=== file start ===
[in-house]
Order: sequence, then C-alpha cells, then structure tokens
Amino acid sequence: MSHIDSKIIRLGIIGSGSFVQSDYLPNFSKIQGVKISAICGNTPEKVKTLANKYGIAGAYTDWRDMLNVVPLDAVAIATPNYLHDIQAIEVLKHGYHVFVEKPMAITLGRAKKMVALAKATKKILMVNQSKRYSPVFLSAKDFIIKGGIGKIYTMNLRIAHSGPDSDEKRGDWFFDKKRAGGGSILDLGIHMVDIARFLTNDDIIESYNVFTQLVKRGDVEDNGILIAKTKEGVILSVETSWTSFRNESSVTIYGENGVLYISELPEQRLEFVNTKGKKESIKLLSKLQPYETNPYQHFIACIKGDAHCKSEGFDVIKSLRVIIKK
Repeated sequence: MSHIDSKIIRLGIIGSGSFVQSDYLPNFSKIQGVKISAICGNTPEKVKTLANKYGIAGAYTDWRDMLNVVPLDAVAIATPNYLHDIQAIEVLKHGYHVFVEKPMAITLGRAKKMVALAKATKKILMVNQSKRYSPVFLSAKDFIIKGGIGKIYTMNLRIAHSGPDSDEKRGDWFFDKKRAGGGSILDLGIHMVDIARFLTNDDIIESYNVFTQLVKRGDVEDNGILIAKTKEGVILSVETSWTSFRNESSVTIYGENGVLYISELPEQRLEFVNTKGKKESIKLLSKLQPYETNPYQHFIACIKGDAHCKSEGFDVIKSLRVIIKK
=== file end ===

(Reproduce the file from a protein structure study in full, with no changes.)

[in-house]
Order: sequence, then C-alpha cells, then structure tokens
Amino acid sequence: MSHIDSKIIRLGIIGSGSFVQSDYLPNFSKIQGVKISAICGNTPEKVKTLANKYGIAGAYTDWRDMLNVVPLDAVAIATPNYLHDIQAIEVLKHGYHVFVEKPMAITLGRAKKMVALAKATKKILMVNQSKRYSPVFLSAKDFIIKGGIGKIYTMNLRIAHSGPDSDEKRGDWFFDKKRAGGGSILDLGIHMVDIARFLTNDDIIESYNVFTQLVKRGDVEDNGILIAKTKEGVILSVETSWTSFRNESSVTIYGENGVLYISELPEQRLEFVNTKGKKESIKLLSKLQPYETNPYQHFIACIKGDAHCKSEGFDVIKSLRVIIKK
Repeated sequence: MSHIDSKIIRLGIIGSGSFVQSDYLPNFSKIQGVKISAICGNTPEKVKTLANKYGIAGAYTDWRDMLNVVPLDAVAIATPNYLHDIQAIEVLKHGYHVFVEKPMAITLGRAKKMVALAKATKKILMVNQSKRYSPVFLSAKDFIIKGGIGKIYTMNLRIAHSGPDSDEKRGDWFFDKKRAGGGSILDLGIHMVDIARFLTNDDIIESYNVFTQLVKRGDVEDNGILIAKTKEGVILSVETSWTSFRNESSVTIYGENGVLYISELPEQRLEFVNTKGKKESIKLLSKLQPYETNPYQHFIACIKGDAHCKSEGFDVIKSLRVIIKK